The Chiefs threw only 27 deep passes all of last season, dead last in the league. Have you and Alex talked about opening up the offense a bit and taking more chances down field?
Maclin: I think me and Alex are off to a great start. I think our comfort level with each other is pretty high. It kind of feels like this is not our first rodeo. I think we've hooked up a lot in practice on timing, on plays where he is just kind of throwing the ball and trusting me to make the play and stuff like that. I think we want to continue to get better, but I think we're off to a great, great start.
Four players flying under the radar for spots on Chiefs' roster from Chiefs Digest
There are 90 players on the Chiefs roster fighting for 53 spots, and then 10 jobs on the club's practice squad.
Even the casual fan can fill the first 30-35 of those slots based on returning players, 2015 draft choices and those added in the offseason for big-dollar contracts.
The fight for the remaining 18 jobs is an every-day constant for those dreaming of an opportunity to play in the NFL regular season. Every year undrafted rookies and free agents off the street seemingly come out of nowhere to land in the opening 53-man group.
Here are four current Chiefs that are flying under the radar, with little public attention from fans and the media. These players still face long odds and must have other factors fall in their favor for roster success.
When it comes to the decision makers that will shape the roster, they are very much on the radar screen.
Offensive line (9): Eric Fisher, Ben Grubbs, Mitch Morse, Laurent Duvernay-Tardif, Jeff Allen, Donald Stephenson, Paul Fanaika, Eric Kush, Zach Fulton.
Released (7): Anthony Dima, Garrett Frye, Daniel Munyer, Jarrod Pughsley,Marcus Reed, Tavon Rooks, Derek Sherrod.
I'm assuming here that the injuries to Fisher and Allen won't keep them out for a long period of time. If either one isn't ready for the regular season, the Chiefs will have to make some adjustments. Pughsley would be the next tackle to make it. Sherrod could be another option.
Chiefs sign LB Ja'Gared Davis, waive WR Adam Drake from Cheifs Digest
The signing of Davis addressed depth as the Chiefs deal with injuries to linebackers Josh Mauga (heel), D.J. Alexander (ankle) and Justin March (knee). Neither player practiced Monday.
Davis previously spent a brief stint on the Chiefs practice squad in 2014, originally joining the team on Nov. 24 days after being waived by the New England Patriots.
The good folks at numberfire.com have crunched the figures and came up with this calculation: The Kansas City Chiefs have a 38.4 percent chance of making the playoffs and a 23.5 percent shot at winning the AFC West.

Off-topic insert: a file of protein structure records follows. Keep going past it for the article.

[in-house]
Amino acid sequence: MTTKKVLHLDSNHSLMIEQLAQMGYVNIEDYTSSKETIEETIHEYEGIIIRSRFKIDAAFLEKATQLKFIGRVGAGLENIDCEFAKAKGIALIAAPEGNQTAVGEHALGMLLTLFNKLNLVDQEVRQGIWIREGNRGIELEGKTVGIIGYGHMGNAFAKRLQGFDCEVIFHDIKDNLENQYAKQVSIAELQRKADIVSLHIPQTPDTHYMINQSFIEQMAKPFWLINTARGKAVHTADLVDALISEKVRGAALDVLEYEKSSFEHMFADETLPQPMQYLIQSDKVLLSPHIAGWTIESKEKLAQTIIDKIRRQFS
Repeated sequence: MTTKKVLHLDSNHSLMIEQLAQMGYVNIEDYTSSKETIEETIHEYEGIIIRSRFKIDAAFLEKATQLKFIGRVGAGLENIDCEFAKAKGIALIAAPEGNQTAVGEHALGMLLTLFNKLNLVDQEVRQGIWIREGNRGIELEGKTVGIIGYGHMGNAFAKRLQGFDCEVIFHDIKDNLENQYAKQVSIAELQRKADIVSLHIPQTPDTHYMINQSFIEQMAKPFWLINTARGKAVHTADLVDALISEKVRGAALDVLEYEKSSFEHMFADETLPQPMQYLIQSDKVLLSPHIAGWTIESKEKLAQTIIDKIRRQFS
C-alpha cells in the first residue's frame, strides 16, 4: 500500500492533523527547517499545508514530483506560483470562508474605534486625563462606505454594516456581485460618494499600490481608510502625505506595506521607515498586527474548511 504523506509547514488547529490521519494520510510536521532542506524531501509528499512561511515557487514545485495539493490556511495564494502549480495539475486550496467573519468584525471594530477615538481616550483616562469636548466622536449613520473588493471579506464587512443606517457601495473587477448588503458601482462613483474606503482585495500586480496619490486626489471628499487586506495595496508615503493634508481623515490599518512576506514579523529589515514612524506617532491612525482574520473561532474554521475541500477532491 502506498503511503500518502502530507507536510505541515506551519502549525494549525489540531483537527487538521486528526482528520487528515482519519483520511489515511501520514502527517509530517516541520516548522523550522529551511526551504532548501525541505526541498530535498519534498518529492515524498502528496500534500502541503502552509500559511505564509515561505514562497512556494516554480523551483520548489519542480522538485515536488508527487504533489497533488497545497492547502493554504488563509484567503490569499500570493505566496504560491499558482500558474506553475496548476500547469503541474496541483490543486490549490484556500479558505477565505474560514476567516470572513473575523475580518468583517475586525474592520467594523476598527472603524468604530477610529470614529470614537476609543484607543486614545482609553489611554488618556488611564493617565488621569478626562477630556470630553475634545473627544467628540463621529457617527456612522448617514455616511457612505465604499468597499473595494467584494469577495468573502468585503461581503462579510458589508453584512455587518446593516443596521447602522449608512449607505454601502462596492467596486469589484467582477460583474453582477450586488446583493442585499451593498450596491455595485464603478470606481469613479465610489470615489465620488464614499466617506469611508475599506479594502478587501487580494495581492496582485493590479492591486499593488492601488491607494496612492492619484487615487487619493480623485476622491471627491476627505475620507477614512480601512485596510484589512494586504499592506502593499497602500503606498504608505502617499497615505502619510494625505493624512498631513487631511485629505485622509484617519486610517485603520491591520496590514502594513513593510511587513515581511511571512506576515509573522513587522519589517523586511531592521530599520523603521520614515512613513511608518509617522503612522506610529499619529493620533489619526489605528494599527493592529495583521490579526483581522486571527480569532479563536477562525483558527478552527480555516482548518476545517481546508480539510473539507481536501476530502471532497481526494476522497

Two immediate thoughts on my part. One, those numbers are probably higher than at any time since the Denver Broncos acquired Peyton Manning as their starting quarterback in 2012. Two, they're still too low.
Film remembers Kansas City Chiefs hero from The Daily Star-Journal
Curtis said Delaney brought excitement to Arrowhead Stadium.
"There's a very famous play, when they are playing the Denver Broncos, where he ran for an incredible (77)-yard touchdown. ... There was a flag on the play. The very next play he ran an 82-yard touchdown. Joe had that burst of speed that people couldn't catch," Curtis said.
Former Denver Bronco linebacker and Rozelle Award winner for broadcasting Tom Jackson told Curtis running after Delaney felt like trying to catch a ghost.
Curtis said former Chiefs General Manager Jim Schaaf and Ken Kremer, Delaney's teammate, compared Delaney's talents to Jamaal Charles. Charles' 5.5 career yards per carry average is first all-time among qualifying running backs.
Before he could fly ... Charles had to overcome fears, disabilities from The Kansas City Star via The Port Arthur News
Before Charles showed world-class potential as a sprinter at the University of Texas, ran for the most yards in Chiefs franchise history and averaged more yards a carry, 5.5, than any NFL player ever, a learning disability eroded his confidence in all that he did.
In a town battling the typical tolls of poverty, without his father in his life, Charles ultimately took flight because of a nurturing extended family, plus teachers and friends in special education classes. Classes that led him to what he considered a life-changing opportunity to compete in Special Olympics at age 10.
"In classrooms, I felt I was the last one in the back," Charles said in a series of recent interviews with The Star in which he offered a rare glimpse into his childhood challenges.
"When I got in the classroom, people didn't want to be my friend. But when I stepped on the field, everyone wanted to be my friend."
The 33 women who make up the Chiefs cheerleading squad have been training like athletes every week since auditioning back in March.
"We have practice for 4 hours, twice a week and games on Sunday," said Chiefs cheerleader, Hannah. "Outside of that, we have personal trainers. So they've given us our own individualized plans we follow on our off days."
Outside of the training and practices, these women also have full-time careers.
Through NFL camps from RDS.ca [translated from the original French]
Duvernay-Tardif is in his second season with the Chiefs. Sixth-round pick of the team draft pick in 2014, former McGill Redmen has carved out a position in the training of 53 players on the team last season, but not in uniform for the Either of the 16 regular season games.
"I think it has made good progress compared to his rookie season, Reid said in an interview with chiefsdigest.com website. The bulk of his work was to better understand the game to play at this level. Very strong and athletic, he is also intelligent. As I mentioned last year, everything he needs, that are repeats. Every time he gets it improves.This is a good football player. "